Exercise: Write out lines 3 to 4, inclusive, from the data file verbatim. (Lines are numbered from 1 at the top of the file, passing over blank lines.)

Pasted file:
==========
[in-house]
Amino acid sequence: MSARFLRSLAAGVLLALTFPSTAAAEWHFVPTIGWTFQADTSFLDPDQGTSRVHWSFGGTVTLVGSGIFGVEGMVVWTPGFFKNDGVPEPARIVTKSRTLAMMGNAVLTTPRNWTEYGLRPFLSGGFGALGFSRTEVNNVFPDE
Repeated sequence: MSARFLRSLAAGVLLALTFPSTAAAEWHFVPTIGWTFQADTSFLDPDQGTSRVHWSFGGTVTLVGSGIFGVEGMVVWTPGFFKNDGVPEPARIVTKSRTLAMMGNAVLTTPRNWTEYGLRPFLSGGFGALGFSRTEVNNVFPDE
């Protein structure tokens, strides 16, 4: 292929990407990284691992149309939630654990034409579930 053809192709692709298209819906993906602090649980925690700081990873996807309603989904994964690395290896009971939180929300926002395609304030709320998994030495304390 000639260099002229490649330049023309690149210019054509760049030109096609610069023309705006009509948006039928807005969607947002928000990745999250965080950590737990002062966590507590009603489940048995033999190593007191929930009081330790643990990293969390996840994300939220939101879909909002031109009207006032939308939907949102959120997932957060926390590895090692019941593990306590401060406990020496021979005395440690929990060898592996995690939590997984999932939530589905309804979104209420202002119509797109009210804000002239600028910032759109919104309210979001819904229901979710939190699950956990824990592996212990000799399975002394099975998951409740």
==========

Repeated sequence: MSARFLRSLAAGVLLALTFPSTAAAEWHFVPTIGWTFQADTSFLDPDQGTSRVHWSFGGTVTLVGSGIFGVEGMVVWTPGFFKNDGVPEPARIVTKSRTLAMMGNAVLTTPRNWTEYGLRPFLSGGFGALGFSRTEVNNVFPDE
């Protein structure tokens, strides 16, 4: 292929990407990284691992149309939630654990034409579930 053809192709692709298209819906993906602090649980925690700081990873996807309603989904994964690395290896009971939180929300926002395609304030709320998994030495304390 000639260099002229490649330049023309690149210019054509760049030109096609610069023309705006009509948006039928807005969607947002928000990745999250965080950590737990002062966590507590009603489940048995033999190593007191929930009081330790643990990293969390996840994300939220939101879909909002031109009207006032939308939907949102959120997932957060926390590895090692019941593990306590401060406990020496021979005395440690929990060898592996995690939590997984999932939530589905309804979104209420202002119509797109009210804000002239600028910032759109919104309210979001819904229901979710939190699950956990824990592996212990000799399975002394099975998951409740």